Advanced 3D printing and manufacturing techniques that can produce soft machines could save a lot of lives in the future. They could be used to make not just soft robots for search and rescue, but also temporary organs for people on the transplant waiting list, like the artificial heart created and tested by a team of researchers from ETH Zurich. The researchers have developed a silicone heart that beats like the real organ does using a 3D-printing, lost-wax casting technique.
In the future, it could be used as an temporary heart instead of the blood pumps hospitals use today for patients waiting for a heart transplant. Since it's a single solid silicone structure, it doesn't have the usual disadvantages associated with typical pumps' metallic and plastic mechanisms, which are susceptible to complications. That's why when the team set out to create an artificial heart, they made it their goal to develop one that "is roughly the same size as the patient's own one and which imitates the human heart as closely as possible in form and function."
The team stayed true to their mission and developed a silicone heart that has a right and a left ventricle like its real counterpart. But instead of a wall in between the two, they're separated by an extra chamber inflated and deflated by pressurized air in order to mimic contractions and pump blood. It's definitely a promising creation that could change lives, but it's unfortunately far from ready.
Based on the series of tests the team conducted, its current iteration only lasts for 3,000 beats, enough to keep someone alive for 30 to 45 minutes. It begins breaking apart after that. The researchers now need to find or develop a more durable material and improve the artificial organ's performance so that it can last much, much longer than that.
Source: ETH Zurich
Heart attacks are frightening by themselves, but they're made worse by the potential for lasting damage. Even a brief interruption to blood flow could permanently destroy vital tissue that keeps your heart beating as usual. However, there might be a way to mitigate or even prevent that damage. Scientists have discovered that a light-sensitive bacteria, synechococcus elongatus, can keep oxygen coming in the midst of a heart attack. Much like a plant, the bacteria both draws on photosynthesis for energy and turns both CO2 and water into oxygen. If you expose it to light soon after the attack, you can maintain oxygen levels and increase the heart's blood-pumping ability after the attack is over.
In lab rats, the results were dramatic. Oxygen levels were 25 times higher 10 minutes after the attack, and the hearts pumped 60 percent more blood 45 minutes after the attack. If you could use this as an emergency treatment in humans, it could mean the difference between outright heart failure and a reasonably healthy patient.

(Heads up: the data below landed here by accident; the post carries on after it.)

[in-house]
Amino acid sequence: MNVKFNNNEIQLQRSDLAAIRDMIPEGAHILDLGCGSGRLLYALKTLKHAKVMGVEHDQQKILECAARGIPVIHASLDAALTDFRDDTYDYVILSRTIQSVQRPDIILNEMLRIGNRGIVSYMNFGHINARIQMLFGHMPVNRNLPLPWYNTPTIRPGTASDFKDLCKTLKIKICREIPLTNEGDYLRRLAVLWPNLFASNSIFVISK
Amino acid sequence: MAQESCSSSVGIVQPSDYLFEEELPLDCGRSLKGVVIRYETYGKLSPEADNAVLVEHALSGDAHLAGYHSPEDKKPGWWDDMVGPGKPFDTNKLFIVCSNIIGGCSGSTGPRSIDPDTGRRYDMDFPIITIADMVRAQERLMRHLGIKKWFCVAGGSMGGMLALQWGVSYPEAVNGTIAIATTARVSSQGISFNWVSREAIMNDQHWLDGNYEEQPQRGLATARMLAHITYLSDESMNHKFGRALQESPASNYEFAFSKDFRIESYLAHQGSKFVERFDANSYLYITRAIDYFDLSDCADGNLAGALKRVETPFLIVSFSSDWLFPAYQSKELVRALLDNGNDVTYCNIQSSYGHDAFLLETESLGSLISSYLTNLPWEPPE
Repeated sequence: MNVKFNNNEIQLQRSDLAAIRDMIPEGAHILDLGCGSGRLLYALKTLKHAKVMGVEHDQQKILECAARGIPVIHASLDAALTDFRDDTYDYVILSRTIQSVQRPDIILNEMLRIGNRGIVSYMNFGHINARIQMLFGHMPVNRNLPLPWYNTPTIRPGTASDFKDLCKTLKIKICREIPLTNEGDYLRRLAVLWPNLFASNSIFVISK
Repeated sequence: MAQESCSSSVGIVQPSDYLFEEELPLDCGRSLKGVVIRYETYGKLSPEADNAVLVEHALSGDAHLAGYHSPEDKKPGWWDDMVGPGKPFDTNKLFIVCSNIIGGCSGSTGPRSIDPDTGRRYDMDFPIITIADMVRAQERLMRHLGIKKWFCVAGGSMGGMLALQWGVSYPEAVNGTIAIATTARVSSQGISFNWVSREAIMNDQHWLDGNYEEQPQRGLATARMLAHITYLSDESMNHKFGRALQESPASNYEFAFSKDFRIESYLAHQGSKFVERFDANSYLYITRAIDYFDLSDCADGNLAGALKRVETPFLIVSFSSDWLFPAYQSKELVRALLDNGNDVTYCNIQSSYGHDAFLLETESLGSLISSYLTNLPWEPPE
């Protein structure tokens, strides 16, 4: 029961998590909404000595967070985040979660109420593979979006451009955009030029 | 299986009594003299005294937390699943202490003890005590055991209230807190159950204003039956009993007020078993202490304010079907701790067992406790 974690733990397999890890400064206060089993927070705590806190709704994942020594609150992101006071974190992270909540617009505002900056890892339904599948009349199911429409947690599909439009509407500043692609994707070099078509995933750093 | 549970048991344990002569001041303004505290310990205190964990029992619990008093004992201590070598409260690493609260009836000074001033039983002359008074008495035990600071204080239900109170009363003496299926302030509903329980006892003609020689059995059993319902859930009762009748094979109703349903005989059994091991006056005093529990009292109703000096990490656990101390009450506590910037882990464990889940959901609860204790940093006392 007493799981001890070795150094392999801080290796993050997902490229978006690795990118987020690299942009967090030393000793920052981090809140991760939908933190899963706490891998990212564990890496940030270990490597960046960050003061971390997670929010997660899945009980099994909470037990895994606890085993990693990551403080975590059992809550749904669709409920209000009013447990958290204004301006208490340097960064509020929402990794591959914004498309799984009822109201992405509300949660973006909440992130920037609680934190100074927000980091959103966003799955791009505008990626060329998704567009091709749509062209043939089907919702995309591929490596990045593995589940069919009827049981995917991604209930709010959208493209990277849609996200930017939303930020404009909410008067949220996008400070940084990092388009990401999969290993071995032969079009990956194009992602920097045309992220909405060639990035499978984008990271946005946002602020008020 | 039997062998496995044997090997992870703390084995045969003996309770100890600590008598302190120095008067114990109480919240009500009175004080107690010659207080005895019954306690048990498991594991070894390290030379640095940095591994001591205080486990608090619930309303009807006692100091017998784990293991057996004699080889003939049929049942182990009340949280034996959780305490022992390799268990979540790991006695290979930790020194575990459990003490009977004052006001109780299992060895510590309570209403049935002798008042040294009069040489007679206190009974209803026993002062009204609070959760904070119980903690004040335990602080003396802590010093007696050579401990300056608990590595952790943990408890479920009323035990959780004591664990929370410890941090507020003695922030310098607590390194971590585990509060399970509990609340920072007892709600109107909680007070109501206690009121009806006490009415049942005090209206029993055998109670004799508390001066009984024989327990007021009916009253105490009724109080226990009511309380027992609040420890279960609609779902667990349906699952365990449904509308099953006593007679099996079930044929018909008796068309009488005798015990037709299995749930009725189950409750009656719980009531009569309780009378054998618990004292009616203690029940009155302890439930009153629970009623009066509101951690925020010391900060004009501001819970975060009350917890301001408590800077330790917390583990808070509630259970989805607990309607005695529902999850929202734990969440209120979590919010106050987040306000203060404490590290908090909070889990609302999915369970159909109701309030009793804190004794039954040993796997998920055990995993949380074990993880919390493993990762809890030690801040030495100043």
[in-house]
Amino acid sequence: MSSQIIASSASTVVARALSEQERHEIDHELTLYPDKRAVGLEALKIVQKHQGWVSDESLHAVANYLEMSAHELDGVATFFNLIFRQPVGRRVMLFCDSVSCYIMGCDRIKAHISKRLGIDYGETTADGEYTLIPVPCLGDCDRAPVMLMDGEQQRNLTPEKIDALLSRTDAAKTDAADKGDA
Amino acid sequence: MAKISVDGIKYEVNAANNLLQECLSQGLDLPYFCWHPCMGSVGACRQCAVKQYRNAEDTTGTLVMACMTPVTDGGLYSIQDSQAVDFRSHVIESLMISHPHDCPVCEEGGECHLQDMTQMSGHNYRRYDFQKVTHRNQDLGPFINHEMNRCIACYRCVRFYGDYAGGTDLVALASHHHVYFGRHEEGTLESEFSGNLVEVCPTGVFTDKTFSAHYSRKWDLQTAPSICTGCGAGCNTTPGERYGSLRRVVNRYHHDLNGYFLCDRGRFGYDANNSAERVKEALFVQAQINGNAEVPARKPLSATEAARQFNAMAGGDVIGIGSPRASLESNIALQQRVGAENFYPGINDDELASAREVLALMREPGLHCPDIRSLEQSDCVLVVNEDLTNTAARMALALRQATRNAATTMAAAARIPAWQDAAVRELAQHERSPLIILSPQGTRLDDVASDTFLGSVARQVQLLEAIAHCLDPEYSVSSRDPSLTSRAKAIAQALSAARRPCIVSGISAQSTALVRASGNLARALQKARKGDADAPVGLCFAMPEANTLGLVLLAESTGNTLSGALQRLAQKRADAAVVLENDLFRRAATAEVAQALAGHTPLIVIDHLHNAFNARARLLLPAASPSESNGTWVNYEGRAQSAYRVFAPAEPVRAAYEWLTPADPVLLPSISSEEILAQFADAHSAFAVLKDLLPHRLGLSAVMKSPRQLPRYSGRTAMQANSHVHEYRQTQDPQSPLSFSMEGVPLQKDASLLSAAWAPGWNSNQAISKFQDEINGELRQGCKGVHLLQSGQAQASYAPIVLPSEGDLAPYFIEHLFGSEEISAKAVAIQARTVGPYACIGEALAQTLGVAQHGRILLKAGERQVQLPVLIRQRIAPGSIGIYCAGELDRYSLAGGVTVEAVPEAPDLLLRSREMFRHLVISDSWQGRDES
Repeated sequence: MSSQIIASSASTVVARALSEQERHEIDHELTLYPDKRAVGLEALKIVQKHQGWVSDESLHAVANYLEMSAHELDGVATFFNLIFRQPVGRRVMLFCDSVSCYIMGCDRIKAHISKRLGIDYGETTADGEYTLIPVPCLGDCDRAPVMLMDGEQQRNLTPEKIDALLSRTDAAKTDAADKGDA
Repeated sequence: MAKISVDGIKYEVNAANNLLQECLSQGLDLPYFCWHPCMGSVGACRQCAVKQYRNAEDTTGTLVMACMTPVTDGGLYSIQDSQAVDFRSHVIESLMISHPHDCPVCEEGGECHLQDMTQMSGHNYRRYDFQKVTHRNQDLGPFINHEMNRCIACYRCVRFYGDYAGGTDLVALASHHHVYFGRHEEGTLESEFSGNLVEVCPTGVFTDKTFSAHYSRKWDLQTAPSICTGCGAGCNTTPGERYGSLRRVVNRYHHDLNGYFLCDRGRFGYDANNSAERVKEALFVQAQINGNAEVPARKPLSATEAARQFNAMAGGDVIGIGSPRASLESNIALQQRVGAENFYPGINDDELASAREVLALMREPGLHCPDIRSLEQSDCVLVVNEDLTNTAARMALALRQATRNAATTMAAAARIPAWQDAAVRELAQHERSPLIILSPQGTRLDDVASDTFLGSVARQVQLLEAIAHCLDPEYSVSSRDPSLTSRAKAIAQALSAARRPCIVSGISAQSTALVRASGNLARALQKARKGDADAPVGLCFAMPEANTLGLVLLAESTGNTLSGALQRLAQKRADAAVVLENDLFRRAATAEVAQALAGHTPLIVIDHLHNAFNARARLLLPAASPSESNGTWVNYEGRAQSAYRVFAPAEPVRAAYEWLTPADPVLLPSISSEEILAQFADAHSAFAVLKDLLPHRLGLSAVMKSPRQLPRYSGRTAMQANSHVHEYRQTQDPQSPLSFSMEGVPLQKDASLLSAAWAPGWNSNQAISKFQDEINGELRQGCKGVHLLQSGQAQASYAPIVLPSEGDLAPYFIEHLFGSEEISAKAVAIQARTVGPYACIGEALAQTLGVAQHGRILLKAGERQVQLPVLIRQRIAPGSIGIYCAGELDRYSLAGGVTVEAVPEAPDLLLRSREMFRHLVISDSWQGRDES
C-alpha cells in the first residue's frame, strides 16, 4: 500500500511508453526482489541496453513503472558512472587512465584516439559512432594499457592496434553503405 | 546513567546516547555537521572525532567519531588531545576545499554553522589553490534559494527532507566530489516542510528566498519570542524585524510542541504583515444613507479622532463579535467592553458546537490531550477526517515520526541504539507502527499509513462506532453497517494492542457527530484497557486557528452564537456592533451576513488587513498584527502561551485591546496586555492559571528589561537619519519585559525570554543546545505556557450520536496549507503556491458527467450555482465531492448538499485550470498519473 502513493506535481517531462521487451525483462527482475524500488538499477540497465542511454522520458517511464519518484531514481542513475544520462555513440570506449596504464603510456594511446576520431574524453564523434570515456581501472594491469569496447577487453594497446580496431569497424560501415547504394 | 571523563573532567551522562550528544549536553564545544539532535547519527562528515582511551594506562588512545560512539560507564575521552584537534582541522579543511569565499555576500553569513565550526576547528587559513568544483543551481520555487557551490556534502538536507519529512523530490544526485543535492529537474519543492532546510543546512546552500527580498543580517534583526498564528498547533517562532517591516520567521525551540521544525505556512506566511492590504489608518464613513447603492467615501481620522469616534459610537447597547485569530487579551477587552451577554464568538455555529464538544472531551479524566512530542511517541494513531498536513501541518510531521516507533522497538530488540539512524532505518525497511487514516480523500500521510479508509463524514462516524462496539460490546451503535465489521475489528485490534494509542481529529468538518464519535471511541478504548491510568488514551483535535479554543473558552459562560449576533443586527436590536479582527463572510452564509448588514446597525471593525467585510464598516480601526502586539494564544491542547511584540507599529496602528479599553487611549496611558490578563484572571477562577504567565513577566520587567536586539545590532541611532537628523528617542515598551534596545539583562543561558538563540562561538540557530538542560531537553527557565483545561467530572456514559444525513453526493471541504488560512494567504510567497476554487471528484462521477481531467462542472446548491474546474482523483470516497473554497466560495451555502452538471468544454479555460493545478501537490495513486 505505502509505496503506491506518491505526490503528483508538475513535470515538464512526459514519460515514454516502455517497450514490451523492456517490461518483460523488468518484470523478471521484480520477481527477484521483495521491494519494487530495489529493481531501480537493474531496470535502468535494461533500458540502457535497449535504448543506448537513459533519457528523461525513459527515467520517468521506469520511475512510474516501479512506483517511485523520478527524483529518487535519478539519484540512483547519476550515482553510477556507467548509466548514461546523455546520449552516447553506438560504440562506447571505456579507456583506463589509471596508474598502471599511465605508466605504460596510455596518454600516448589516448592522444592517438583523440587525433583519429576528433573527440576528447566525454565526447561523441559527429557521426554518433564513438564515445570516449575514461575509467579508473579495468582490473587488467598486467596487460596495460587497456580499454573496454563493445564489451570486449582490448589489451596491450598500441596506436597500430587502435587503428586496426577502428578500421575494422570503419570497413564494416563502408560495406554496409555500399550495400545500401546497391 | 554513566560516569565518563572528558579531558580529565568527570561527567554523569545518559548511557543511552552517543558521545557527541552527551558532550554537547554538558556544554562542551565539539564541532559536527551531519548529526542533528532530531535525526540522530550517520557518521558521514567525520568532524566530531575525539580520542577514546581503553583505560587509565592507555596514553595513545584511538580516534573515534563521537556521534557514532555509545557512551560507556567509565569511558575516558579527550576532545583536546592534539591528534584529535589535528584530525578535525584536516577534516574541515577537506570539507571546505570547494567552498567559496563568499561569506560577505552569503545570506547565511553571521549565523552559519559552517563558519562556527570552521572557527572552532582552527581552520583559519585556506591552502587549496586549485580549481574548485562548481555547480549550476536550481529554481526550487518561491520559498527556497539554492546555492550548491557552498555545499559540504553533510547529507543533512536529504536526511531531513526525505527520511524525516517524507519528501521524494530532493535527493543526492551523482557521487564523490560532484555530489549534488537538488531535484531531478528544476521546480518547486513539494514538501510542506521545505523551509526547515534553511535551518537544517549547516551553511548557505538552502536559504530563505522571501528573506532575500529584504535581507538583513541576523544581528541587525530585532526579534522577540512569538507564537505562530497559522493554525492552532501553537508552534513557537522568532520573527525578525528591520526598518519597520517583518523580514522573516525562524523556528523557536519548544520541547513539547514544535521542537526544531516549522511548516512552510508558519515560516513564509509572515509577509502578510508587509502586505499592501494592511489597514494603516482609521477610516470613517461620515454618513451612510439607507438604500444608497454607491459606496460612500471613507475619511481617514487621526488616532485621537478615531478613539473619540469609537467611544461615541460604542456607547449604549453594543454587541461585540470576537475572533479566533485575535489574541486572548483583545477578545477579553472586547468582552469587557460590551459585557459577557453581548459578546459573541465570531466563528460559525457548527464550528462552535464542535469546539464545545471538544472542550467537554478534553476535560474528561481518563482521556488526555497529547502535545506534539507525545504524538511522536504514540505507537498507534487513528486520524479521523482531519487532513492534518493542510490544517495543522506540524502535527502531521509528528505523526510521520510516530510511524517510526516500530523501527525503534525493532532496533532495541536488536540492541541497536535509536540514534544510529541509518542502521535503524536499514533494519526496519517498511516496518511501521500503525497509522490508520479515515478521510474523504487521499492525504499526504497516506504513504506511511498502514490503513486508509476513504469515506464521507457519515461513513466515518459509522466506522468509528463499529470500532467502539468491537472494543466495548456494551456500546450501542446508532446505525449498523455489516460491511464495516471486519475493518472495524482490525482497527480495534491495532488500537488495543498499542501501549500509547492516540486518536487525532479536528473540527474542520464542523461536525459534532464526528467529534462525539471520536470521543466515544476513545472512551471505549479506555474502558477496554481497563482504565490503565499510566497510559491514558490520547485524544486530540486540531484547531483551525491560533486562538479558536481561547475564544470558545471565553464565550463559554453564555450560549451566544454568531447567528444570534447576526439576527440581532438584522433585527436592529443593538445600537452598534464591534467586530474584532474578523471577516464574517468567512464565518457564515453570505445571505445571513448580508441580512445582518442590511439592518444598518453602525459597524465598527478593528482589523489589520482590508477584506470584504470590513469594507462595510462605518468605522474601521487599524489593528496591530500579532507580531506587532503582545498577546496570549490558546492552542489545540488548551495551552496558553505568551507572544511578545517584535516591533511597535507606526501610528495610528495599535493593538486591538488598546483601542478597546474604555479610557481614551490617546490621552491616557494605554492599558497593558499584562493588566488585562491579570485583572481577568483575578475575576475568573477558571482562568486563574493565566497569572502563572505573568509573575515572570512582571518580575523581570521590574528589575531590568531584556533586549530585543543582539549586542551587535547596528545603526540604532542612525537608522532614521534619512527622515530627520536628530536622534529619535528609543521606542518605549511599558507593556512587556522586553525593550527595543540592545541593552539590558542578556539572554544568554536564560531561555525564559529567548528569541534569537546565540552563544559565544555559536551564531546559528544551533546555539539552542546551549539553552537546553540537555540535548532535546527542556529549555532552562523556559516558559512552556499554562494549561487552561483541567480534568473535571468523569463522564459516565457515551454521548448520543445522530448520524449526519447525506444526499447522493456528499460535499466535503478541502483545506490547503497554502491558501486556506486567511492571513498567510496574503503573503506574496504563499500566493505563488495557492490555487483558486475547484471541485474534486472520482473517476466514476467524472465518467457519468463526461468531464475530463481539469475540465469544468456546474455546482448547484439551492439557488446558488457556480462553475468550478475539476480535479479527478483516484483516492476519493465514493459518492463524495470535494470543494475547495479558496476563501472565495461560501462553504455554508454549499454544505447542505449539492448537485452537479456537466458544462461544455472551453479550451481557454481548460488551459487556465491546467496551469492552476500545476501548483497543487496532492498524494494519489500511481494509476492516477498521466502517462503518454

The emphasis is on "if," however. It's easy to shine light into the small body of a rat; it's tougher to do that with humans, who have thicker heart muscles (and are much larger, of course). There's also the question of whether or not the bacteria are completely safe. Don't count on this solution reaching hospitals soon, if at all. Nonetheless, the discovery is promising: it suggests that there's a way to protect your heart against long-term harm even as doctors race to save you from the immediate threat.
When not stealing blue collar jobs, robots are becoming Dr. House, diagnosing maladies like breast and skin cancer with aplomb. Scientists at the University of Adelaide have pushed it to a morbid new level, however, with an AI system that can tell if you're going to die. By analyzing CT scans from 48 patients, the deep learning algorithms could predict whether they'd die within five years with 69 percent accuracy -- "broadly similar" to scores from human diagnosticians, the paper says.
Luckily, foretelling such dire consequences may help doctors to stave them off. "Predicting the future of a patient is useful because it may enable doctors to tailor treatments to the individual," lead author Dr. Luke Oakden-Rayner told the University of Adelaide. "Instead of focusing on diagnosing diseases, the automated systems can predict medical outcomes in a way that doctors are not trained to do, by incorporating large volumes of data and detecting subtle patterns."
For this study, the system was looking for things like emphysema, an enlarged heart and vascular conditions like blood clotting.The deep learning system was trained to analyze over 16,000 image features that could indicate signs of disease in those organs. Machines have become adept at it surprisingly quickly, even though it's "something that requires extensive training for human experts," said Oakden-Rayner.
The goal was not to build a grim diagnostic system, and the AI only analyzed retrospective patient data. Rather, the team is looking to lay the groundwork for algorithms that can diagnose your overall health, rather than just spotting a single disease. They also want to "motivate the use of routinely collected, high resolution radiologic images as sources of high quality data for precision medicine," according to the paper. In other words, they're encouraging more scans as a way to improve the results of future diagnostic systems.
"Our research opens new avenues for the application of artificial intelligence technology in medical image analysis, and could offer new hope for the early detection of serious illness, requiring specific medical interventions," says Oakden-Rayner.